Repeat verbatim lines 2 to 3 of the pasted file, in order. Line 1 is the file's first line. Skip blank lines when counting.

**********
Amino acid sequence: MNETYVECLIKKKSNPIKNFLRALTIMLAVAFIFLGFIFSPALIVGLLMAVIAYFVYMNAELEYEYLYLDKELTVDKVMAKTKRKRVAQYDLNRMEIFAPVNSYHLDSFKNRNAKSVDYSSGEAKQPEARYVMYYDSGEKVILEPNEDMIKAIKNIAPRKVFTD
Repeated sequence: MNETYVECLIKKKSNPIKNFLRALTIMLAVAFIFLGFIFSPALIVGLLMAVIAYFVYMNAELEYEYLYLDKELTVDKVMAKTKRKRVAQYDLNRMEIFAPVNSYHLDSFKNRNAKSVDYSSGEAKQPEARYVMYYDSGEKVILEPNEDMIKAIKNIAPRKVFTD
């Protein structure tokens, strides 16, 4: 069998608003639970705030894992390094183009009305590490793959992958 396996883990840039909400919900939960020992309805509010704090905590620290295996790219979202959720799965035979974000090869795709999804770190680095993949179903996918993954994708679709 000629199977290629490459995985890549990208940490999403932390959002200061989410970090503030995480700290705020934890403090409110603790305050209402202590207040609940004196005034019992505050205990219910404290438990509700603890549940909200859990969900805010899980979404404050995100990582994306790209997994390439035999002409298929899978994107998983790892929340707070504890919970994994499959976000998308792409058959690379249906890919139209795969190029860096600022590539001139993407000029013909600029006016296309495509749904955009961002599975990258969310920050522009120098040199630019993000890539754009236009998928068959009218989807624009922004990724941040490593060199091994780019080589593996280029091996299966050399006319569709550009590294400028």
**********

Repeated sequence: MNETYVECLIKKKSNPIKNFLRALTIMLAVAFIFLGFIFSPALIVGLLMAVIAYFVYMNAELEYEYLYLDKELTVDKVMAKTKRKRVAQYDLNRMEIFAPVNSYHLDSFKNRNAKSVDYSSGEAKQPEARYVMYYDSGEKVILEPNEDMIKAIKNIAPRKVFTD
């Protein structure tokens, strides 16, 4: 069998608003639970705030894992390094183009009305590490793959992958 396996883990840039909400919900939960020992309805509010704090905590620290295996790219979202959720799965035979974000090869795709999804770190680095993949179903996918993954994708679709 000629199977290629490459995985890549990208940490999403932390959002200061989410970090503030995480700290705020934890403090409110603790305050209402202590207040609940004196005034019992505050205990219910404290438990509700603890549940909200859990969900805010899980979404404050995100990582994306790209997994390439035999002409298929899978994107998983790892929340707070504890919970994994499959976000998308792409058959690379249906890919139209795969190029860096600022590539001139993407000029013909600029006016296309495509749904955009961002599975990258969310920050522009120098040199630019993000890539754009236009998928068959009218989807624009922004990724941040490593060199091994780019080589593996280029091996299966050399006319569709550009590294400028």